Dáil 90 - A Debate on the Past and Future of Dáil Éireann
Sinn Fein President Gerry Adams MP MLA will this afternoon participate in the Dublin Book Festival in City Hall Dublin. The debate is entitled Dáil 90: A debate on the Past and Future of Dáil Éireann.
The following is an edited version of Mr. Adams remarks:
“Ninety years ago An Chéad Dáil Éireann met in the Mansion House for its inaugural meeting, the first ever democratically elected assembly of the Irish people.
“This weekend we celebrate Lá Idirnáisiúnta na mBan, International Women’s Day, and it is very fitting to recall that An Chéad Dáil Éireann also came out of the struggle of women for the vote.
“The First Dáil was an all-Ireland Dáil. It represented the democratic will of the Irish people but it was thwarted by the British government.
“We still do not have an all-Ireland Dáil. The future of the Dáil that I want to see is that it will truly be Dáil Éireann, the national legislature of an Ireland that does not stop at Dundalk or Monaghan or Letterkenny.
“So in this 90th anniversary we all need to re-focus on the question of Irish reunification, the ending of the role of the British government in Ireland and the coming together of the people of Ireland in a national conversation about how best we can share this island.”
Speaking about the current economic crisis Mr. Adams argued for the need for a “coming together of people on the left of Irish politics. This would include Sinn Féin, the Labour Party, other smaller left parties, trade unions, community organisations and other NGOs.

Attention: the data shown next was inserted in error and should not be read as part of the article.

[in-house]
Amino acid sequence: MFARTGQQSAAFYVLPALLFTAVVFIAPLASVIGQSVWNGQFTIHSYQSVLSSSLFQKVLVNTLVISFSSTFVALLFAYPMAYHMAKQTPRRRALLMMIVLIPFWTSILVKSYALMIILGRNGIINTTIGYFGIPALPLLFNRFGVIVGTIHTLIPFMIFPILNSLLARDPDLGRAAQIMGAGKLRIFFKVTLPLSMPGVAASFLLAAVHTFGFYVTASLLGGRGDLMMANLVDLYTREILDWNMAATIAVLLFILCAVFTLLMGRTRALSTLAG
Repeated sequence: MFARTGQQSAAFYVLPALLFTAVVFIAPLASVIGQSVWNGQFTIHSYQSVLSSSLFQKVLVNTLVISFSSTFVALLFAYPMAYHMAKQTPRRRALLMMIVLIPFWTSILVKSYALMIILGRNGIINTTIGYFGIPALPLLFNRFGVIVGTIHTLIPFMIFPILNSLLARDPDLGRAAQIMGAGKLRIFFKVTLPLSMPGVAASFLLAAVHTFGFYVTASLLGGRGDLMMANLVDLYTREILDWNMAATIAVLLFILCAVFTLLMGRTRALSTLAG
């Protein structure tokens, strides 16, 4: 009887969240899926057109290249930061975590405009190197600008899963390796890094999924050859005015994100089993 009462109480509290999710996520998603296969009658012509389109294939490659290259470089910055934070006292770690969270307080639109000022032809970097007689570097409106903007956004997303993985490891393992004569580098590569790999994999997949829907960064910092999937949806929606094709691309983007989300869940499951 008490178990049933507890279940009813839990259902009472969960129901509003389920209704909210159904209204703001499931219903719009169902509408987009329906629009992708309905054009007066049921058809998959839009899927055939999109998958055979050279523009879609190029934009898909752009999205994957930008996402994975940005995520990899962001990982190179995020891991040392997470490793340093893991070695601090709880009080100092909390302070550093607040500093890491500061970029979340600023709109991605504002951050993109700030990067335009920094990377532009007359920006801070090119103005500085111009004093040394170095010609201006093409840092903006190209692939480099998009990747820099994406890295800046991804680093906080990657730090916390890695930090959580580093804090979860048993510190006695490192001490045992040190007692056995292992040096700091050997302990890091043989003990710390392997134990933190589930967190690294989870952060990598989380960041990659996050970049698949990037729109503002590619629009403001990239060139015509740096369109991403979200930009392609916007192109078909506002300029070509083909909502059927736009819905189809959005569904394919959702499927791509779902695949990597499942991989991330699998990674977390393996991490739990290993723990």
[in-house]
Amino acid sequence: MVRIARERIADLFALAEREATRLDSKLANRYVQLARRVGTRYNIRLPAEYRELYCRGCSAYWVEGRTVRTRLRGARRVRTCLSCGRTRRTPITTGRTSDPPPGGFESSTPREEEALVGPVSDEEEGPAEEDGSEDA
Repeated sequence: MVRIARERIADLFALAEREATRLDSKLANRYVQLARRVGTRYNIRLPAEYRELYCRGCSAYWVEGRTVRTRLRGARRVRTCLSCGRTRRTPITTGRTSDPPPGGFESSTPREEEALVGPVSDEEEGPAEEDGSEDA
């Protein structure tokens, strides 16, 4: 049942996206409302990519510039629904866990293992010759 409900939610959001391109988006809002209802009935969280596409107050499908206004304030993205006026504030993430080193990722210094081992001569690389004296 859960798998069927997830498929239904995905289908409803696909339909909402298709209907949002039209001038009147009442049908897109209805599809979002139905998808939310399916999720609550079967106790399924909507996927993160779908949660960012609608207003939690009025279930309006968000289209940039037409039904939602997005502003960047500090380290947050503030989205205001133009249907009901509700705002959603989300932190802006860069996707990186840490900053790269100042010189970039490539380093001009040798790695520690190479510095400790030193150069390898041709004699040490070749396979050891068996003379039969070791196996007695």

“Crucially such a new alliance would need to become far greater than the sum of its parts.
“It would not be enough just to create a more coherent left opposition in the Dáil and push the two conservative parties, Fianna Fáil and Fine Gael, together. That could become a recipe for the left being in permanent opposition.
“What is needed is a much greater project. For a truly new Dáil Éireann we need to build a grassroots movement for progressive change and social justice across this country, which the left parties and groups in alliance would help to mobilise, but which would take on a dynamic of its own.
“I believe there is the potential for such a transformation because many more people are becoming politicised by the current crisis. There is an opening up to ideas and alternatives and a realisation that bad political decisions and bad economic decisions are now deeply affecting people in their daily lives with job losses, pay cuts and cuts in public services.
“At times like this there is also great fear and anger. There is the danger that for many this can turn into despondency, hopelessness, apathy and racism. And there have always been those who would seek to exploit such feelings.
“We need to show people there is a better way. The left in general needs to do a better job in presenting its case and mobilising support. We need to set aside petty differences and see the bigger picture.
“Above all we need to give people a sense of their own potential to work together for change.” ENDS